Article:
“The Logical Spectrum.” In Philosophical Magazine, Volume 19, 1885, p. 286.
Macfarlane, A[lexander].

Library stamps and bookplates. Otherwise very good. Complete volume, in green cloth. (Item ID: 10907)


In the years following Venn’s announcement of his diagrams (Philosophical Magazine, 1880) it became clear that, although they offer graphical vividness, the diagrams suffer from an inherent limitation; at most five variables can be represented by intersecting continuous regions. One of the earliest attempts to overcome this limitation was that of Alexander Macfarlane, a professor of physics at the University of Texas, who invented what today is called a “logic tree” or “decision tree.” His tree, called “logical spectrum” allows a systematic way of enumerating all logical possibilities for any number of variables. “The system was first explained in an article titled ‘The Logical Spectrum,’ Philosophical Magazine, Volume 19, 1885, p. 182. Five years later, Macfarlane showed how easily his diagram solved an involved problem posed by Boole on p. 146 of his Laws of Thought” (Martin Gardner, Logic Machines and Diagrams, p. 45). Today logic trees are used in almost every data-processing application, e.g., database management, address decoding, game playing, automated theorem proving, and computer vision.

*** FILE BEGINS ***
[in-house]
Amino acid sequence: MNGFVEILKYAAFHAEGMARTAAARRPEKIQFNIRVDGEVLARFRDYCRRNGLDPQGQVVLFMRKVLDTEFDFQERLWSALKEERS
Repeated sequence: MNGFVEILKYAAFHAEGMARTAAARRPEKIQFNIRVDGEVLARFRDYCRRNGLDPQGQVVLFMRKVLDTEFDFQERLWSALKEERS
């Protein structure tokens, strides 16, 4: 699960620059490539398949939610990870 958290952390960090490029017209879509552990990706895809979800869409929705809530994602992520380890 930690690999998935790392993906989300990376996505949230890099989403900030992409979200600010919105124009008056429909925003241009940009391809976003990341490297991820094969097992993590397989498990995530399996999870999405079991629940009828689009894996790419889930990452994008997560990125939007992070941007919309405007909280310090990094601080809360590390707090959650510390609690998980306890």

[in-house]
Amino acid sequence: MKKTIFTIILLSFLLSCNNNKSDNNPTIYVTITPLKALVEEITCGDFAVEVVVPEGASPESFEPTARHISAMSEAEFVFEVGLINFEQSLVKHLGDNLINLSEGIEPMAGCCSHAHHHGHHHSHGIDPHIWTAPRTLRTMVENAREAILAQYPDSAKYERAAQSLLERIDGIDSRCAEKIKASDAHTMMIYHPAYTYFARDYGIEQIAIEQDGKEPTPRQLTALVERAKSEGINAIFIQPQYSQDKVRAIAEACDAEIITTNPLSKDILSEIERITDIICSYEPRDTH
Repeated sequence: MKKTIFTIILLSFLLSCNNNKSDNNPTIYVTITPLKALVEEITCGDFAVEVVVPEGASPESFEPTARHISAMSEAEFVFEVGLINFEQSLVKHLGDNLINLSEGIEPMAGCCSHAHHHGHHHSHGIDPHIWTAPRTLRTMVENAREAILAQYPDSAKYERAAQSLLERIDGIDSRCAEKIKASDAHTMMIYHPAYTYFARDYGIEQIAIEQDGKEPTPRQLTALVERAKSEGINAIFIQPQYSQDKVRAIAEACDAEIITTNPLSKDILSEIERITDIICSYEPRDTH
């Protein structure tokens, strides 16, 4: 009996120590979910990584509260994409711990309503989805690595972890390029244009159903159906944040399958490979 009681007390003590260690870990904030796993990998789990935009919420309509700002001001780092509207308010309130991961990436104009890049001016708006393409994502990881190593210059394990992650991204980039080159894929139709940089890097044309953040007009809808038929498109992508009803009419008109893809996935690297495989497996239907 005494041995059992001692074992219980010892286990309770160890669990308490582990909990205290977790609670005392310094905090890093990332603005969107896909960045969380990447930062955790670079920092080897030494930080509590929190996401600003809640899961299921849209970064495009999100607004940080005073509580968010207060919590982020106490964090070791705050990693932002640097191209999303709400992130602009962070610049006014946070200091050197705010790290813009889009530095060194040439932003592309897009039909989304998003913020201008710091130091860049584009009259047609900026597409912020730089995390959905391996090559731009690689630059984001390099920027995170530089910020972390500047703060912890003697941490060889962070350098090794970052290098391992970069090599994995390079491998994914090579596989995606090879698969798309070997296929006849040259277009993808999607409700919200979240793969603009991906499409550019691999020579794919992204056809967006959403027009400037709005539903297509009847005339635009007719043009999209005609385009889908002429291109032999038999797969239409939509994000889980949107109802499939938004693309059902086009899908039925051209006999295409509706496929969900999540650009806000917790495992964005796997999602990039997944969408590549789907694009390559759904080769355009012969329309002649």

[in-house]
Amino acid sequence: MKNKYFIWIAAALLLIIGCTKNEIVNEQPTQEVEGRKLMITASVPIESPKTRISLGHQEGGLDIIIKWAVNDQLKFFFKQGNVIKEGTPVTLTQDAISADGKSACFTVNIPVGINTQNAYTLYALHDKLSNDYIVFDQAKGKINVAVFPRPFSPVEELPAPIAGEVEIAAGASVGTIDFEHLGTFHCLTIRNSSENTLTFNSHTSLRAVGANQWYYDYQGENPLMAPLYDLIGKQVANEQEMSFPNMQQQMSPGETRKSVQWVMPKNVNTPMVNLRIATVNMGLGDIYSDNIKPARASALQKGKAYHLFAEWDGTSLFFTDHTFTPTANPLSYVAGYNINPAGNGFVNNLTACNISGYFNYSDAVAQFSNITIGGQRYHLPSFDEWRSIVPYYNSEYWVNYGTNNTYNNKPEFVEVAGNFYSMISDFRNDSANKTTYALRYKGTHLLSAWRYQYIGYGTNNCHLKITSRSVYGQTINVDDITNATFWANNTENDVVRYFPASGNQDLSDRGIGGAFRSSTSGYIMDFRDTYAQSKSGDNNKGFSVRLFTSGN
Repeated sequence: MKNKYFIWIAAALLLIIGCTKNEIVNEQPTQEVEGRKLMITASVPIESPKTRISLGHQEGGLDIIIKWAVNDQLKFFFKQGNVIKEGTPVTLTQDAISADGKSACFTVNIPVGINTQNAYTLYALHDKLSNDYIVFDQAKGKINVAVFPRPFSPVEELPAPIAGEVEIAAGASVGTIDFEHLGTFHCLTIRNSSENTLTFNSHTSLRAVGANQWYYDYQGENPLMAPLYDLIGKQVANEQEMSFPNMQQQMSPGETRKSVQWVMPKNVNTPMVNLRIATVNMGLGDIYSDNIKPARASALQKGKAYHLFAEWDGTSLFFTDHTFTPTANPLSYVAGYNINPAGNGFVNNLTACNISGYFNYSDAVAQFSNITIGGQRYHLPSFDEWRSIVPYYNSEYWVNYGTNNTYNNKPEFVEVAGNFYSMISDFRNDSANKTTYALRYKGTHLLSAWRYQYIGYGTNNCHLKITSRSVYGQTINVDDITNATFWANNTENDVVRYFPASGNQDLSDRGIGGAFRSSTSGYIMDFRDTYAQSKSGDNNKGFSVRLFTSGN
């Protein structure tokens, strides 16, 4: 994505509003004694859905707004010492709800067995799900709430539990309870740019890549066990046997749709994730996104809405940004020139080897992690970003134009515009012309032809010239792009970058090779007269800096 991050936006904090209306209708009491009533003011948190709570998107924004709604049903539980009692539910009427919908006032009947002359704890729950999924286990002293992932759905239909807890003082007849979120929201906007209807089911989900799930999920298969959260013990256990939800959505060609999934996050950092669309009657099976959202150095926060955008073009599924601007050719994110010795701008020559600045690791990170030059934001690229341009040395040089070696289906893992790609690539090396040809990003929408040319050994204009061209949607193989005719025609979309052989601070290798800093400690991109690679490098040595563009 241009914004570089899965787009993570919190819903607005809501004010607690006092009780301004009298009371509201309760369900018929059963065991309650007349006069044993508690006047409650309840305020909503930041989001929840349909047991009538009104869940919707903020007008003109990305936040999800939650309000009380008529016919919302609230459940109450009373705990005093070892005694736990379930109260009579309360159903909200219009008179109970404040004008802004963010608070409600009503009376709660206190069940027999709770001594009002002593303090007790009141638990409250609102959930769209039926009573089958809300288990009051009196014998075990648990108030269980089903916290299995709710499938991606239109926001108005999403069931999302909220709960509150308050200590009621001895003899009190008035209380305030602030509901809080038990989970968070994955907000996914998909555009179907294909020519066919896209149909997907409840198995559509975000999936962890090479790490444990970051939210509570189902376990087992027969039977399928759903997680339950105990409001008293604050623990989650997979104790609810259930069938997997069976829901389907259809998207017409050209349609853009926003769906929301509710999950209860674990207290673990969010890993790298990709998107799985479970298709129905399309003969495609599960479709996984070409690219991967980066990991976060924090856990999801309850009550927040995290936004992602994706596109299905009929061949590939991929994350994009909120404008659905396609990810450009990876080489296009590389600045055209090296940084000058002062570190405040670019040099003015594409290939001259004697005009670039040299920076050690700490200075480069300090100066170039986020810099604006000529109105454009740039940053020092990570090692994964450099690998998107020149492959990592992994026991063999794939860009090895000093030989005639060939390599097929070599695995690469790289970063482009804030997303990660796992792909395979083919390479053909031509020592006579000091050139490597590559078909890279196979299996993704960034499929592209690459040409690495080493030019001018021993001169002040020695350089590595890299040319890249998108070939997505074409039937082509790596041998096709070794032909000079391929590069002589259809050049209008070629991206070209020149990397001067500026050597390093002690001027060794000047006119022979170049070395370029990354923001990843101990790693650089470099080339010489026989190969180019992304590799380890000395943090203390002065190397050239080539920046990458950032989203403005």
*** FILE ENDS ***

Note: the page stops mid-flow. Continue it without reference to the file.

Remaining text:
The invention of the logic tree or spectrum, expanding Venns 5 variable limitation to infinite series

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